Photo Credit: Bloomberg
Apple' self-driving car project, codenamed ‘Titan,' reportedly gets a new driver. The unit is said to have been handed over to John Giannandrea, who heads the Cupertino company's artificial intelligence wing and oversees the digital voice assistant, Siri. Giannandrea will head the development of Apple's autonomous driving system, that could reportedly be employed in the firm's own electric car in the future. Does this mean Siri will be responsible for driving your cars in the future? Or would it be yet another instance where Siri or Apple Maps drives you in circles? We will have to wait to see.
Bloomberg brings word of the handover. John Giannandrea formerly headed the search and artificial intelligence team at Google before joining Apple in April 2018. Before the year was out, Giannandrea was elevated to Senior Vice President of Artificial Intelligence (AI) and Machine Learning (ML) strategy. He also oversees the development of Core ML and Siri technologies.
Apple has been tight-lipped about its self-driving car project, called Project Titan, ever since it received permission to test autonomous vehicles in California, US. Some reports suggested that the iPhone maker hired scores of Tesla engineers, including former Tesla engineering chief Doug Field.
The project was not devoid of its fair share of flak, either. In February 2019, 190 employees were fired from Project Titan, just days after its self-driving technology was ranked last in a report by California Department of Motor Vehicles, way behind rival Alphabet's self-driving unit, Waymo. In June 2019, Apple acquired self-driving shuttle firm Drive.ai in a move that was speculated to boost its own self-driving project.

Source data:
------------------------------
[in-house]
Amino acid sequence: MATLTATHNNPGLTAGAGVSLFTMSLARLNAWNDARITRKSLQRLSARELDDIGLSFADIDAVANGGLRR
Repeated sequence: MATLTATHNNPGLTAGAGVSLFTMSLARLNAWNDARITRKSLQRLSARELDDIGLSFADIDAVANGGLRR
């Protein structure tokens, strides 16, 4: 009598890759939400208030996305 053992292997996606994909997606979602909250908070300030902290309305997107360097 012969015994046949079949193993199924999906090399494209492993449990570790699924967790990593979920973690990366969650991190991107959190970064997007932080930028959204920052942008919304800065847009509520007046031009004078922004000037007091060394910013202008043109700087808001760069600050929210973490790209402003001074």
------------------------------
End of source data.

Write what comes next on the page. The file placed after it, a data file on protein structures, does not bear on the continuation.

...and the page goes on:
While Apple's self-driving cars still remain a mystery, the company is usually known to wait for a new technology to mature before entering the market with an end product. This usually ensures that the product it does enter with generally turns out to be a refined, tried-and-tested offering. Apple's track record hasn't been impeccable with Siri, or its AI efforts, as well as Maps. Both the digital assistant and the location tracking service have been fraught with issues that hamper its user experience. So, if Siri would indeed be in charge of driving vehicles around, based on directions provided by Maps, we can't help but chuckle at the possibility of cars ending up being driven in circles.
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